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Specification:
RS6 Avant Launch Edition
Engine:
4.0-litre twin-turbo V8, 592bhp, 590lb ft
Claimed MPG:
22.6mpg, 263g/km CO2
Performance:
0-62mph in 3.6sec, 155mph
Weight:
2075kg
Price:
£98,050 / £101,700 as tested / £1,158pcm

We recently did a big group test between the Audi RS6, Mercedes-AMG E63 S and Alpina B5. You’ll see it soon, but there was a reason the RS6 in that test was a Nardo Grey car rather than this Navarra Blue one we’re running long-term. It drove better. 

I had both RS6s at home for a bit and it was as fascinating for me as it was puzzling for my neighbours. The grey car was vastly higher spec than my Launch Edition car, but that wasn’t the point and the only things I’d really have liked from it were the Alcantara steering wheel and keyless locking. Oh, and the carbon brakes. And the DRC suspension. Now we’re getting somewhere. This blue RS6 is a Launch Edition and features the standard air suspension. It’s fixed now. You might remember that when parked up for a few days the front lost pressure and went all low rider on me. It’s now got a new left front suspension unit under warranty and the problem’s gone. Anyway, grey car had Audi’s RS Sport Suspension Plus with Dynamic Ride Control. No air compression here, but conventional springs and dampers, but with the dampers diagonally hydraulically linked. McLaren uses a similar system for the 720S. It’s a bargain at £1300, when the carbon brakes are just £300 shy of ten grand. 

Yeah, I’d have swapped. The DRC car is just that bit sharper and has more natural dynamics – as I reminded myself a few days later. With the grey car gone, I was off for a break in North Wales, travelling up separately to my family with just bike and paddleboard for company. I spoke to Paul Horrell on the journey up, who was currently three up with three bikes and all the camping kit in his new i3S, and probably soon to need a charger. My trip was less stressful. Because churning through distance is what the RS6 does supremely well – better than any other super saloon. Reassuring background rumble from the V8, easy Carplay integration for simple podcast and nav selections, lovely air sprung ride. It even tiptoed up towards an indicated 26mpg (which means an accurate 25mpg – it reliably reads 1mpg over).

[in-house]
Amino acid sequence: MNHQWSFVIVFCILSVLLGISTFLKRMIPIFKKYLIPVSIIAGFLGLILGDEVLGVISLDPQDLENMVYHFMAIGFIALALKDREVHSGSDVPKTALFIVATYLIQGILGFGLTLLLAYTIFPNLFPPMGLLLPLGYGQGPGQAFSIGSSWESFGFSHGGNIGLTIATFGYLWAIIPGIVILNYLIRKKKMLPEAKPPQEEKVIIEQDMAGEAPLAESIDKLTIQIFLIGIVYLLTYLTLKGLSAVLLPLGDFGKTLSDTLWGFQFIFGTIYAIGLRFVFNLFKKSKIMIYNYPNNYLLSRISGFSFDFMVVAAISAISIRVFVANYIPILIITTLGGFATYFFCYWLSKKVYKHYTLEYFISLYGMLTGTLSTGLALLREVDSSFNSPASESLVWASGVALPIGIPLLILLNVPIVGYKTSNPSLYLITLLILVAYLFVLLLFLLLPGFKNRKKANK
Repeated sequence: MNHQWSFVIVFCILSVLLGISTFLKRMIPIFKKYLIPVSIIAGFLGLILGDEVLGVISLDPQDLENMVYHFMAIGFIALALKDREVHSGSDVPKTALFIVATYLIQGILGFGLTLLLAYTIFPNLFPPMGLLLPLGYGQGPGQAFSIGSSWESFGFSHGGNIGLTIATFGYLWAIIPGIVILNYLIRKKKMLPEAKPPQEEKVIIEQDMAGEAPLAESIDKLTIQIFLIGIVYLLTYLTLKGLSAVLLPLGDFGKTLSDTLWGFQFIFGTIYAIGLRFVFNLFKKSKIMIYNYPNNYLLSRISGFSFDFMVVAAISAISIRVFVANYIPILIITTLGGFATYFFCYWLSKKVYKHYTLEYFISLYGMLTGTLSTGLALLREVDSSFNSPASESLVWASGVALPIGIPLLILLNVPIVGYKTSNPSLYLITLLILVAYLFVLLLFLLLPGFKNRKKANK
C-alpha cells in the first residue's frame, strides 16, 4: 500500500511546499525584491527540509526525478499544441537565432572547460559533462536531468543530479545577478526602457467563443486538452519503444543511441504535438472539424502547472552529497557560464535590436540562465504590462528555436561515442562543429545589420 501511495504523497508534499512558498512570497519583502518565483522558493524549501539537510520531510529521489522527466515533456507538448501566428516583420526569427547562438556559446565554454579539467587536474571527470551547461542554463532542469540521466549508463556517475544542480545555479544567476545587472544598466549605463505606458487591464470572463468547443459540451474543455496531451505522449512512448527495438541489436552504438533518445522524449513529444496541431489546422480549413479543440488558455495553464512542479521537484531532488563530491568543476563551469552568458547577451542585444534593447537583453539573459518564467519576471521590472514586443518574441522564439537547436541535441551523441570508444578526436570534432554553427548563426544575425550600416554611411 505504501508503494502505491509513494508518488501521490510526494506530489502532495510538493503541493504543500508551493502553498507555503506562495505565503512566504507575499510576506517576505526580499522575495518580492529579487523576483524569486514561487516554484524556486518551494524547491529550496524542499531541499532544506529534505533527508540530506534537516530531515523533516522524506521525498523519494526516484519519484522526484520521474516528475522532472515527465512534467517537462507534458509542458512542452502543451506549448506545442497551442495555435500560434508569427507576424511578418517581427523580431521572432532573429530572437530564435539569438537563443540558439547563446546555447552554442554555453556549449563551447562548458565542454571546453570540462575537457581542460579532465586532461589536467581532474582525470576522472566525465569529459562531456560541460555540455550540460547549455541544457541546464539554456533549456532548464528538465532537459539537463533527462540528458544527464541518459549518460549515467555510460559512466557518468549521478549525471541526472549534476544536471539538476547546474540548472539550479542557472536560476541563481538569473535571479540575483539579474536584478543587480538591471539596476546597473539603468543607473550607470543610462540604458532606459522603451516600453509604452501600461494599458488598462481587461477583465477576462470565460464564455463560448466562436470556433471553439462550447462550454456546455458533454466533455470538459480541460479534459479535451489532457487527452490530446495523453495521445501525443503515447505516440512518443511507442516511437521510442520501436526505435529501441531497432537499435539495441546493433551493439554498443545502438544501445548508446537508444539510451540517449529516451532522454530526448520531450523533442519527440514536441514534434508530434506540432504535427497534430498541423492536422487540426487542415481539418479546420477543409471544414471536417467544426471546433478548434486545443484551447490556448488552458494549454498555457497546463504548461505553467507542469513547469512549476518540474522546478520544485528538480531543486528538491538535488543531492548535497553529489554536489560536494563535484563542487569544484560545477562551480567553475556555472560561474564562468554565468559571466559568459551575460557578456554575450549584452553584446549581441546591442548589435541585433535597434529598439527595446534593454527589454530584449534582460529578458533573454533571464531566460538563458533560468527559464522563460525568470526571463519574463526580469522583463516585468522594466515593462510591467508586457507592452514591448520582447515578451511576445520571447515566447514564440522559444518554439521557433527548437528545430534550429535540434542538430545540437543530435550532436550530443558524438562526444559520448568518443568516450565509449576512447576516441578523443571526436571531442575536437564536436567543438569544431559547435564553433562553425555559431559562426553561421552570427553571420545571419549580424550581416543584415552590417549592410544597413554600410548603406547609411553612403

Did the necessary while up there: no complaints from the family on getting back into it after a long hike in the Carneddau mountains, enough legroom to give cramping muscles space to stretch and broadly admired on the campsite. And then the journey home. Boy was I looking forward to this. Solo again, everything strapped down tight – been too long since I drove across a good swathe of great roads. 

It was rapid and so capable, lovely thumping engine, astonishing stability and control – just too big and too heavy to be genuinely thrilling. The standard brakes have too much travel, the eight speed auto isn’t snappy enough, and unless you keep the revs above 4,000rpm, you’ll get some turbo lag coming out of corners. Those things are true no matter which suspension you have. But have the DRC – the trade off on ride comfort is minimal as the conventional dampers are still adaptive, and the signals and sensations are less muffled, so it feels a bit sharper in your hands. But still, there’s not much amiss with Big Blue here: easy cruise up, fun drive down and no sheep harmed. That counts as a successful trip in my book. 

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